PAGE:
The anus and rectum have significant blood supply, which can leak into the stool when the veins become inflamed. These are called hemorrhoids and can be completely asymptomatic. However, as the blood begins to clot, they become quite painful, making it very difficult to pass bowel movements. A gastrointestinal doctor will prescribe hemorrhoid creams that reduce pain alongside stool softeners and corticosteroids to drop the swelling. As hemorrhoids tend to pass on their own, home treatments tend to be sufficient. If they recur or do not improve, removal of the hemorrhoid through surgery may be required. Find a gastrointestinal doctor near you here.


The bone marrow, where the progenitors to cells are made, stem cells, can experience a type of blood cancer called leukemia. The cancer affects white blood cells, which help protect the body from infection. Since these blood cells travel through the bloodstream, the cancer can also spread to other parts of the body. Blood in the stool is one of many symptoms of leukemia, alongside fatigue and muscle weakness. An oncologist will prescribe chemotherapy depending on the type of leukemia. Find an oncologist near you here.

Pneumatosis Coli

When gas accumulates inside the wall of the small or large intestine, it can result in tissue damage that appears as blood in the stool. This is called pneumatosis coli or intestinalis and very little is known about its cause. The illness can develop into intestinal ischemia or obstruction, which can lead to more severe outcomes. Generally, it is asymptomatic and is more often seen in premature infants. A gastrointestinal doctor will prescribe antibiotics such as metronidazole as it appears the gas may originate from bacteria. Find a gastrointestinal doctor near you here.

Ulcerative Colitis

Falling into the same family of chronic inflammatory bowel disease as Crohn’s disease, ulcerative colitis involves the development of ulcers alongside the digestive tract, colon, and rectum. Different types of colitis refer to where in the digestive tract the ulcers are forming, which range from mild to severe. Alongside blood in the stool, other symptoms include fatigue, loss of appetite, nausea, and problems passing bowel movements. Like Crohn’s disease, there is no known treatment for ulcerative colitis but a gastrointestinal doctor will prescribe anti-inflammatory drugs along with immunosuppresors. Find a gastrointestinal doctor near you here.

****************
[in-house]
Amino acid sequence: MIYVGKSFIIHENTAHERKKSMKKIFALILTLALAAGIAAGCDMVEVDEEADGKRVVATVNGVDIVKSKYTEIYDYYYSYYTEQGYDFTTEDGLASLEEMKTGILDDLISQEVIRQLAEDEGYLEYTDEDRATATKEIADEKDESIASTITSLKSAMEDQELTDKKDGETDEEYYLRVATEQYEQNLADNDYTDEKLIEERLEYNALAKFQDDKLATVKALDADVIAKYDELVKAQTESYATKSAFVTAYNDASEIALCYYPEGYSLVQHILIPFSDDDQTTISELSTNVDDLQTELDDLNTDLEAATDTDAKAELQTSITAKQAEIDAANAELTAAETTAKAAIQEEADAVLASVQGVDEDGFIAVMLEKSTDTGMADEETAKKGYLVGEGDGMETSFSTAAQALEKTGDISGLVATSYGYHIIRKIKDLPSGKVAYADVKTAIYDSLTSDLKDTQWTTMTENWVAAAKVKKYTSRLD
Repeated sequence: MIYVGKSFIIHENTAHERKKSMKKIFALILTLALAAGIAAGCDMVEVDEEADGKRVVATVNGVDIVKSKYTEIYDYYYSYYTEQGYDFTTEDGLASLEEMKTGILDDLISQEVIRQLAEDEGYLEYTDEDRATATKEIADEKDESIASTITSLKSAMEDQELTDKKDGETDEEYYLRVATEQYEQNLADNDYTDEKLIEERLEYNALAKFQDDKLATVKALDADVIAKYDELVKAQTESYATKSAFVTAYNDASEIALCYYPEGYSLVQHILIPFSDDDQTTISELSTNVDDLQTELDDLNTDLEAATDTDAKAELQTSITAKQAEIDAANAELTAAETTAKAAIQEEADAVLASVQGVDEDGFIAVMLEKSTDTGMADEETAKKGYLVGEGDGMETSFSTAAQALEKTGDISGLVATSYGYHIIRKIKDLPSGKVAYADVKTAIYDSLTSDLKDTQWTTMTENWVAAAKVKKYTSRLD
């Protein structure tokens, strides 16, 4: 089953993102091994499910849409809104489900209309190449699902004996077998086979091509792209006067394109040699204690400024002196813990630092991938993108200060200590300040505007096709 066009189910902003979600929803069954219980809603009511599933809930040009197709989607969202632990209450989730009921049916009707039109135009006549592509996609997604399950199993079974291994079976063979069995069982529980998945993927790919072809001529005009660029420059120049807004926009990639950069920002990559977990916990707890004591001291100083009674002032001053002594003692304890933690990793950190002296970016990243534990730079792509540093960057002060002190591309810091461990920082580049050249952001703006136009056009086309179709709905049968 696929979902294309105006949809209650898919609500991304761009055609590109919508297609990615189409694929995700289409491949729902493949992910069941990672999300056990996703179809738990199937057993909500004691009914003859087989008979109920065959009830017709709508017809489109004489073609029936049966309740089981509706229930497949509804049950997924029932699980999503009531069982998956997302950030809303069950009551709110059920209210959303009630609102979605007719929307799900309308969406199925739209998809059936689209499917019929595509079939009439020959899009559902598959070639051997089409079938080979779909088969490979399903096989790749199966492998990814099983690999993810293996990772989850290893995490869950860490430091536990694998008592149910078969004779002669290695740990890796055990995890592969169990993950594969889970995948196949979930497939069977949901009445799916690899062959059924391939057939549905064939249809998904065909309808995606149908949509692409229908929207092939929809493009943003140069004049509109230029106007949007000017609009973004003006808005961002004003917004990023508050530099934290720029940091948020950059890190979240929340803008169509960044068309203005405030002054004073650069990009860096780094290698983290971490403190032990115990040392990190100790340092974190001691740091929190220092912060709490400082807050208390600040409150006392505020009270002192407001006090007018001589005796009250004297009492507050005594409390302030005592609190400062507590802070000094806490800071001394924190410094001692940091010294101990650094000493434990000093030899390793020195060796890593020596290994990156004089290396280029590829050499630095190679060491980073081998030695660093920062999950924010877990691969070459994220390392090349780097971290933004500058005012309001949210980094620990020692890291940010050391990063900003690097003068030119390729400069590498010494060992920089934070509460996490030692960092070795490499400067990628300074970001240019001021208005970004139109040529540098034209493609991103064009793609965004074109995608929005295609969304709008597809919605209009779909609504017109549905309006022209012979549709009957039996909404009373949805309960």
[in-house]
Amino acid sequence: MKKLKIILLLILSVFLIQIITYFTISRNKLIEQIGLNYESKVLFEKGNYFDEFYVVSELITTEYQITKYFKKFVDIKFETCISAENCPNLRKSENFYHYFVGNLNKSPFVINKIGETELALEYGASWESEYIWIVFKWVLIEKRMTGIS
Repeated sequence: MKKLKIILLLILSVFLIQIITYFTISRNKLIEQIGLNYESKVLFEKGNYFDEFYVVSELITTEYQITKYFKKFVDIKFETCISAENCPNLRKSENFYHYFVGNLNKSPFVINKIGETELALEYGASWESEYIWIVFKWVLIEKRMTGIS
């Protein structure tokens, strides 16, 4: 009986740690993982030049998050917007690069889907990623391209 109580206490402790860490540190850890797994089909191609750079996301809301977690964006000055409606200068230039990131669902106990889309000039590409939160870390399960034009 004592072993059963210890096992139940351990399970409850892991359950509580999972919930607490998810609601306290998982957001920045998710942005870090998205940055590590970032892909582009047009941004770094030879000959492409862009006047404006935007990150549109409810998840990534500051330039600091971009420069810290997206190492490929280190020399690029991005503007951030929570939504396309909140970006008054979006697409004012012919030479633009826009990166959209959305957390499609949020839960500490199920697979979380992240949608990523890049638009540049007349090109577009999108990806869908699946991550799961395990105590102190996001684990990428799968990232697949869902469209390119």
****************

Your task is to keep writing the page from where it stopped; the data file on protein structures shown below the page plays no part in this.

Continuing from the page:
Understanding the Results

These results are based on the most likely conditions for a 20 to 40 year-old patient that is living in the United States. Our data shows that 96% of the time, this symptom is related to one of the 10 most likely causes. Location and age can also contribute to different results. Use our Symptom Checker to add your information and get your custom results.

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Differences in Age Groups

Many conditions that result in blood in the stool involve infants as their bodies are still acclimating to the introduction of new bacteria. Among adults, illness appears to target the elderly, particularly with regard to cancers, but adults around the age of 30 are also susceptible to inflammatory bowel disease.

Differences among Men and Women

There appears to be no major difference between men and women. However, as men have a greater tendency to eat a lot of red meat; gastrointestinal issues appear to be more common among them.

Last Updated: December 08, 2022

Published By: MediFind Medical Staff